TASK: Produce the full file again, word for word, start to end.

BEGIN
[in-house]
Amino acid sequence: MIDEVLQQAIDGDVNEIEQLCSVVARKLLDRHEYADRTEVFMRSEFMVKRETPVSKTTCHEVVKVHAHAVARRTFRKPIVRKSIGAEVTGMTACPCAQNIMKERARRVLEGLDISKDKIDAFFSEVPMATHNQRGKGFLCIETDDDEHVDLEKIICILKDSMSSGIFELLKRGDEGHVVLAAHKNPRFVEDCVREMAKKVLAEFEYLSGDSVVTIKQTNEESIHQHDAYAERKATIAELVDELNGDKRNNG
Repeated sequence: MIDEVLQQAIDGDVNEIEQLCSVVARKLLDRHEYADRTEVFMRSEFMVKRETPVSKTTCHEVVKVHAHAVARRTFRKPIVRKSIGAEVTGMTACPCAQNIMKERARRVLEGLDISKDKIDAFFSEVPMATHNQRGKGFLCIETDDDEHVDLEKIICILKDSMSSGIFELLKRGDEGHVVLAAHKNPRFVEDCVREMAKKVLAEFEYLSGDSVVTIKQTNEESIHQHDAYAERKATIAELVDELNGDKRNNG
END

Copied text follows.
[in-house]
Amino acid sequence: MIDEVLQQAIDGDVNEIEQLCSVVARKLLDRHEYADRTEVFMRSEFMVKRETPVSKTTCHEVVKVHAHAVARRTFRKPIVRKSIGAEVTGMTACPCAQNIMKERARRVLEGLDISKDKIDAFFSEVPMATHNQRGKGFLCIETDDDEHVDLEKIICILKDSMSSGIFELLKRGDEGHVVLAAHKNPRFVEDCVREMAKKVLAEFEYLSGDSVVTIKQTNEESIHQHDAYAERKATIAELVDELNGDKRNNG
Repeated sequence: MIDEVLQQAIDGDVNEIEQLCSVVARKLLDRHEYADRTEVFMRSEFMVKRETPVSKTTCHEVVKVHAHAVARRTFRKPIVRKSIGAEVTGMTACPCAQNIMKERARRVLEGLDISKDKIDAFFSEVPMATHNQRGKGFLCIETDDDEHVDLEKIICILKDSMSSGIFELLKRGDEGHVVLAAHKNPRFVEDCVREMAKKVLAEFEYLSGDSVVTIKQTNEESIHQHDAYAERKATIAELVDELNGDKRNNG